Fever at Dawn, written by award-winning Hugarian film director Péter Gárdos, is an incredibly moving love story that captures the desperation of human existence; to love, to be loved, and to find happiness in a purposeful life. The story follows Miklós, a twenty-five-year-old Hungarian refugee, sailing in the Baltic Sea from Lübeck, Germany to Stockholm, Sweden. Miklós is a determined Holocaust survivor who finds strength in both his convictions and his socialist ideals; he is a poet, a dreamer, but most of all, a man with the will to survive. When he arrives at a Swedish hospital in Lärbro, he is handed a death sentence: he learns that he has Tuberculosis and will only live for six more months, if he’s lucky. With the determination of a madman, Miklós writes letters to women at nearby hospitals looking for a wife.
Gárdos’s lyrical and emotionally fraught language bolsters this expressive story based on his parents’ own lives during the months after their rescue from Holocaust concentration camps in 1945. Derived from real letters and and true experiences of his own family, the reader can feel the deep connection between Miklós and Lili, his favorite among the women who respond to his letters; both characters evoke a sense of tragedy and hope. Pulled in by their dreams of the future, readers will be continually amazed and disgusted by the stories of their pasts.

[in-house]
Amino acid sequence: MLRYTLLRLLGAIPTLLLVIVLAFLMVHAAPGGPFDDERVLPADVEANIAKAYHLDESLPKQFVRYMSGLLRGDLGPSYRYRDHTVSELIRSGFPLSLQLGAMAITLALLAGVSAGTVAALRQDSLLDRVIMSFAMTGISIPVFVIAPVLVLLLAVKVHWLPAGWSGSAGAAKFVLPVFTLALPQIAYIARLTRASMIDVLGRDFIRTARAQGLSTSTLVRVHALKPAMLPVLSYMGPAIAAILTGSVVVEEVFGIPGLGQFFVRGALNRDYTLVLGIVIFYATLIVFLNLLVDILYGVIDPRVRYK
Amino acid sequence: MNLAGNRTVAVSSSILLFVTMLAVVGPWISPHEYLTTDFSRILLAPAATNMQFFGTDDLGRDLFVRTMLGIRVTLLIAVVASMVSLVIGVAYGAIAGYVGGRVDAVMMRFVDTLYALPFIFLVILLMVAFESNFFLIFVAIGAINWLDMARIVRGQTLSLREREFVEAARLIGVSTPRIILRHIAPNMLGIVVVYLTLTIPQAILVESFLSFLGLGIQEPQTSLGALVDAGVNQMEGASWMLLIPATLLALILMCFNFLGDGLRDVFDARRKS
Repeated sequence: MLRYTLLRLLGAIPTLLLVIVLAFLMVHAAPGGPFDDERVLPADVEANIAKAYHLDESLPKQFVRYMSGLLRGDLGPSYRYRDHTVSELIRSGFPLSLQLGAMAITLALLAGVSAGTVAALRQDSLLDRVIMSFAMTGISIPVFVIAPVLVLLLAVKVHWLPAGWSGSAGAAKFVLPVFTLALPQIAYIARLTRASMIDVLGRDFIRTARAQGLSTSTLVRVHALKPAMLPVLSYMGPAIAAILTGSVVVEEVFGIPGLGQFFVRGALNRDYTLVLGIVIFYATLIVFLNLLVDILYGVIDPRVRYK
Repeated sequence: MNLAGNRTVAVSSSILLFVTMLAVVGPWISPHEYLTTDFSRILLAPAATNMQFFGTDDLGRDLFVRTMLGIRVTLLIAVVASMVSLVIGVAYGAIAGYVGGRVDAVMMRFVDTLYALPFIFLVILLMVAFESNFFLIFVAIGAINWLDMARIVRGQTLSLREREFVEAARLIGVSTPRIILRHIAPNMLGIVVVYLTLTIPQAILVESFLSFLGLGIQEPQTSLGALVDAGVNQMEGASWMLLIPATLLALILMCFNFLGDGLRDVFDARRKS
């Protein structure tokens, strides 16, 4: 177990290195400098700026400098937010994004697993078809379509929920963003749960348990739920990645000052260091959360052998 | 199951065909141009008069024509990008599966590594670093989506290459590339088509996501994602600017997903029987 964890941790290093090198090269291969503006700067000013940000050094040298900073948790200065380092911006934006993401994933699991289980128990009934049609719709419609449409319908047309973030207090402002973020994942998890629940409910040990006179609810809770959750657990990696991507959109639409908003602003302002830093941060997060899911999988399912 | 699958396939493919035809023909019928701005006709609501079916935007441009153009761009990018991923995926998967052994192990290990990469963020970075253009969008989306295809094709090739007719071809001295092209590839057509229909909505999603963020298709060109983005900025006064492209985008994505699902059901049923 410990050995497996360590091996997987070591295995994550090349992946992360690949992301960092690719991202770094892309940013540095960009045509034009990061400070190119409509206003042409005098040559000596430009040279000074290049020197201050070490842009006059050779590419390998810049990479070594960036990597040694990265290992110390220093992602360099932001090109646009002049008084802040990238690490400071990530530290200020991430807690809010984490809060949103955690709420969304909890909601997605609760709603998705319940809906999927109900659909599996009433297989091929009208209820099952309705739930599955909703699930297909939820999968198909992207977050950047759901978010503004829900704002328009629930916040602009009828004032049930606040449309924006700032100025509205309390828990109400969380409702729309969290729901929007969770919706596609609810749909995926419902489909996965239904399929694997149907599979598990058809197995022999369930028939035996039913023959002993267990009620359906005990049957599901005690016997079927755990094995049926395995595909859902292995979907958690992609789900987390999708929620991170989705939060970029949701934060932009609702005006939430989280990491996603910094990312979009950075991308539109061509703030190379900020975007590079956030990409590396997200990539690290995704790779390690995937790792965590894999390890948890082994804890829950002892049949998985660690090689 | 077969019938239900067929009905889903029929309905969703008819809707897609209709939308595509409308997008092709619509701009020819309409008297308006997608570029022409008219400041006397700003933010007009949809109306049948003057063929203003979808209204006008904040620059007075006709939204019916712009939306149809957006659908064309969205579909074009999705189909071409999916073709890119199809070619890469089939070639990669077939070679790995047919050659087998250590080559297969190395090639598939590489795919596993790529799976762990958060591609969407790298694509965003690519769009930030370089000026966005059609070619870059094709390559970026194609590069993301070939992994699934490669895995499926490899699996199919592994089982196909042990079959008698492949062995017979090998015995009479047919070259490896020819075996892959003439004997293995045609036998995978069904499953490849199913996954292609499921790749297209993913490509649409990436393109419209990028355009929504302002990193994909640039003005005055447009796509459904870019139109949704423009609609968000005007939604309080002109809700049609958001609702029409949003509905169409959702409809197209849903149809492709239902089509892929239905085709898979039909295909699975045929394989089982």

This epistolary novel is marked with realistic flashbacks of the tragedies Miklós and Lili experienced in the camps. Disturbing, cruel, and dehumanizing experiences, Gárdos contrasts the hate begotten in WWII and provides friends and acquaintances whose love is so profound for Miklós and Lili, demonstrating how wide the spectrum of humanity runs. At times this consistently charming novel can feel almost cheesy and cheating the readers out of the accuracy of heartbreak, but the narrative’s own powerful desire to portray love produces an almost thematic love story that cannot be denied.
While his characters devise a plan to marry and to live happily ever after, Gárdos writes a tale that is both devastating in its emotional power and realistic in its content. Readers will feel both excited to reach the climax of the novel and devastated at its conclusion. Fever at Dawn is a short, quick tale that readers will find transports them to a world of hopeful love, a bright spot during the darkness of World War II. Elizabeth Szász translates the narrative beautifully, though I imagine Gárdos’s original prose is even more heartbreaking.
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